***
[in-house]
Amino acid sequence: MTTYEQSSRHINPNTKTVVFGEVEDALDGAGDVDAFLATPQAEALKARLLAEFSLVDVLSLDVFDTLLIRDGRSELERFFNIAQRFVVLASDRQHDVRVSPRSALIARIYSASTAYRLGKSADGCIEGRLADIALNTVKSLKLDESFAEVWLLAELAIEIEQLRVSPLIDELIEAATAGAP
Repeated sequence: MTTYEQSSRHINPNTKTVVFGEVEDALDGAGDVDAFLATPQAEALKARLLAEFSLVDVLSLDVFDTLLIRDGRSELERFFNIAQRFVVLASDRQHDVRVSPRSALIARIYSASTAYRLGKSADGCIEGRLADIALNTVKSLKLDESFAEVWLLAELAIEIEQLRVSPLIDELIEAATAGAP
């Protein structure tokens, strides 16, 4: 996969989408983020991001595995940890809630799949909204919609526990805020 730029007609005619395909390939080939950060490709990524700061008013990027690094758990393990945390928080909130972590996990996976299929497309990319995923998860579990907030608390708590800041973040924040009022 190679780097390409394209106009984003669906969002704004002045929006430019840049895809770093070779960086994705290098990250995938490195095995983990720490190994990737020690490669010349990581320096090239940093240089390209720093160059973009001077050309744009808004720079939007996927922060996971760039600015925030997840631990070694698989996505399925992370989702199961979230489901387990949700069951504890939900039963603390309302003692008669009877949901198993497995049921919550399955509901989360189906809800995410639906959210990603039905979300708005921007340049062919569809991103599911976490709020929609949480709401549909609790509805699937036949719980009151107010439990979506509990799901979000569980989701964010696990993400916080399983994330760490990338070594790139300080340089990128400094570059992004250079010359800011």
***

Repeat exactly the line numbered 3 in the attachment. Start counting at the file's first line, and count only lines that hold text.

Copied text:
Repeated sequence: MTTYEQSSRHINPNTKTVVFGEVEDALDGAGDVDAFLATPQAEALKARLLAEFSLVDVLSLDVFDTLLIRDGRSELERFFNIAQRFVVLASDRQHDVRVSPRSALIARIYSASTAYRLGKSADGCIEGRLADIALNTVKSLKLDESFAEVWLLAELAIEIEQLRVSPLIDELIEAATAGAP